"What is loss sharing?
Loss sharing is a feature that the Federal Deposit Insurance Corporation (FDIC) first introduced into selected purchase and assumption (P&A) transactions in 1991. Under loss sharing, the FDIC agrees to absorb a portion of the loss on a specified pool of assets in order to maximize asset recoveries and minimize FDIC losses. Loss sharing reduces the immediate cash needs of the FDIC, is operationally simpler and more seamless to failed bank customers and moves assets quickly into the private sector.
Does loss sharing put the taxpayer on the hook for additional losses down the road?
When the FDIC calculates the estimated cost of a failure, it takes into account all expected losses on the assets covered in loss share agreements. These current market assumptions are built into the cost of failure at resolution. Thus the cost of all expected future payments are recognized at the time of bank failure and no losses are deferred. Any loss sharing payments are made from receivership funds from the specific failed bank or thrift or, if those are insufficient, from the FDIC's Deposit Insurance Fund. The Deposit Insurance Fund is funded by assessments paid by insured banks and thrifts. It is not taxpayer funded.
How does loss sharing work?
The FDIC uses two forms of loss sharing. The first is for commercial assets and the other is for residential mortgages.
For commercial assets, the agreements typically cover an eight-year period with the first five years for losses and recoveries and the final 3 years for recoveries only. FDIC will reimburse 80 percent of losses incurred by acquirer on covered assets up to a stated threshold amount (generally FDIC's dollar estimate of the total projected losses on loss share assets), with the assuming bank picking up 20 percent. Any losses above the stated threshold amount will be reimbursed at 95 percent of the losses booked by the acquirer.
For single family mortgages, the length of the agreements tend to run for 10 years and have the same 80/20 and 95/5 split as the commercial assets. The FDIC provides coverage for four basic loss events: modification, short sale, foreclosure, and charge-off for some second liens. Loss coverage is also provided for loan sales but such sales require prior approval by the FDIC. Recoveries on loans which experience loss events are shared in the same proportion as the original loss.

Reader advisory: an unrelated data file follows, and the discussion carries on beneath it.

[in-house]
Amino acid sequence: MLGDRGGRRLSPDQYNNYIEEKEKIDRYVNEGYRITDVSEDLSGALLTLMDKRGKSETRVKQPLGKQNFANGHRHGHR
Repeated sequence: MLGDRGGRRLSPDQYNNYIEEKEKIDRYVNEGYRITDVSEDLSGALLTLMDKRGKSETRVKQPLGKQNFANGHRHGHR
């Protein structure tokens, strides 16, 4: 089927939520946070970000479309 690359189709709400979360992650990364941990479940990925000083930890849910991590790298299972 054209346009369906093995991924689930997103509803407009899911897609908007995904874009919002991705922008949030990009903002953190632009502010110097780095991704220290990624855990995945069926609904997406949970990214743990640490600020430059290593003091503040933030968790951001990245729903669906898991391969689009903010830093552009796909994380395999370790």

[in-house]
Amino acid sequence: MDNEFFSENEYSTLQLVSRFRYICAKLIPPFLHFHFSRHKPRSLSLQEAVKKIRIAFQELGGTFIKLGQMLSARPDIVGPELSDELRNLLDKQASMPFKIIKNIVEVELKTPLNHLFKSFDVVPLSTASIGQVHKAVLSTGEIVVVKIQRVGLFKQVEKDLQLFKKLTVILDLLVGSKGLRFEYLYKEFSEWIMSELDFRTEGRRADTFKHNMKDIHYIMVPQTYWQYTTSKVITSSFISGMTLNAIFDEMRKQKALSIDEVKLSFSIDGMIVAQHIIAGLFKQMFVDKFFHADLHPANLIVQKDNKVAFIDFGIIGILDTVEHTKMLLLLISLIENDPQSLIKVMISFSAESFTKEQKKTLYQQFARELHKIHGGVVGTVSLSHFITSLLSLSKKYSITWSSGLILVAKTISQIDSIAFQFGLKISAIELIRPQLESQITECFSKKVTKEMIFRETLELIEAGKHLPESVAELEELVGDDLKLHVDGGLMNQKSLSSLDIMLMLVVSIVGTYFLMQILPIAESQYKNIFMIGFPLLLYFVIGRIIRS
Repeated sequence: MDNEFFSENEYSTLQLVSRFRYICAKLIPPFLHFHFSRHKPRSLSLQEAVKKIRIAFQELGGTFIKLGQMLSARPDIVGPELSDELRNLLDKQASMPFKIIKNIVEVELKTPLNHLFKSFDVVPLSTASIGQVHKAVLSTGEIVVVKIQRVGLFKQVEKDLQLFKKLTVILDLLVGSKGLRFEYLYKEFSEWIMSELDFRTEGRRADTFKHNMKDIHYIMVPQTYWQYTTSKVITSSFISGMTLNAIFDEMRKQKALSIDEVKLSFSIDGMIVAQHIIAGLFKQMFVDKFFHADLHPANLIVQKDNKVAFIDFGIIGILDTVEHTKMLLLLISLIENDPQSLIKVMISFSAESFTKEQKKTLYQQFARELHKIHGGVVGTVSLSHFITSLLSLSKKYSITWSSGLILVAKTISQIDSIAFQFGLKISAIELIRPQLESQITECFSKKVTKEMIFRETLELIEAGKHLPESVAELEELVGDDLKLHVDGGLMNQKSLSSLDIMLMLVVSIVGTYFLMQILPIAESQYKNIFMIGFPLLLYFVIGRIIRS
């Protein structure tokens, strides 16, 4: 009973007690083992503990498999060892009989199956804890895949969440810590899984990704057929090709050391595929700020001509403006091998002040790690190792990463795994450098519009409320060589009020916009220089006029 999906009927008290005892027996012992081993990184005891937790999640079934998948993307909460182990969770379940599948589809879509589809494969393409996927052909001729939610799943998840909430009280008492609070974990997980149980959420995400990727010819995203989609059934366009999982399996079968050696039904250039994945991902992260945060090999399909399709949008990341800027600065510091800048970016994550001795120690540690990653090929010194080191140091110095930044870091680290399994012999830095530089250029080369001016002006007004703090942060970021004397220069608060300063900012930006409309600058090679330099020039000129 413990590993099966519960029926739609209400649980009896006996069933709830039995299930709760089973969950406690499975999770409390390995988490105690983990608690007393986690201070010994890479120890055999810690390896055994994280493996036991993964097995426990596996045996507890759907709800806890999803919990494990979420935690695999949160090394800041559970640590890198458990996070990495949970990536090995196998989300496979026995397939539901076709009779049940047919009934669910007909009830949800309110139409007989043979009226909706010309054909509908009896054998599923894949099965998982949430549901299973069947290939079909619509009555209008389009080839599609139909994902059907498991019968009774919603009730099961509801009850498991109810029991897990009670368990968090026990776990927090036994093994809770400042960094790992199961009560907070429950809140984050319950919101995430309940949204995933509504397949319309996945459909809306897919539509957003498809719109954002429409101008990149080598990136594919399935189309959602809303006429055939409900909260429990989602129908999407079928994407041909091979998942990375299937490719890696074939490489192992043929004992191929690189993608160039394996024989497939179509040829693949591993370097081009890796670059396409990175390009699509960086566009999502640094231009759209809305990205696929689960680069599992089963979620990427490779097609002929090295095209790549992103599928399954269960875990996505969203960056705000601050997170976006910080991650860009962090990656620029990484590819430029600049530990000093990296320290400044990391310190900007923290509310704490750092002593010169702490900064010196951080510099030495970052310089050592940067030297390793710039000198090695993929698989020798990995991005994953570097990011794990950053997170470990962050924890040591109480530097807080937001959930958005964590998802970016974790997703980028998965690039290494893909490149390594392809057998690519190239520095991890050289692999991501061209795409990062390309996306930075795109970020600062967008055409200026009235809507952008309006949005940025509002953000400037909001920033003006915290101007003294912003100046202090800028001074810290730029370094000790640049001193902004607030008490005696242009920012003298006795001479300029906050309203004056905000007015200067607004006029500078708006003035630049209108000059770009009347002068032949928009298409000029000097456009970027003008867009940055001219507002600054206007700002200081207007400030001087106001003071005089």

Does the FDIC receive any benefits if the acquiring bank makes money on the covered assets?
Yes. If asset losses are lower than anticipated, then the FDIC receives the majority of the benefit. The acquirer will reimburse the FDIC for the difference either at 80% or 95% depending on what was booked.
What types of losses on the assets are covered, and when does the FDIC reimburse the buyer for those losses?
The FDIC covers credit losses as well as certain types of expenses associated with troubled assets (such as advances for taxes and insurance, sales expenses, and foreclosure costs). The FDIC does not cover losses associated with changes in interest rates.
For single family loans, the acquirer is paid when the loan is modified or the real estate or loan is sold. For commercial loans, the acquirer is paid when the assets are written down according to established regulatory guidelines or when the assets are sold.
How do you know that the FDIC is getting the best deal with loss sharing?
When the FDIC is preparing the sale of a failing bank or thrift, the FDIC reaches out to numerous potential bidders for the deposit franchise and the institution's assets. The sale relies on a competitive bidding process. In addition, the FDIC uses financial advisors to estimate asset values.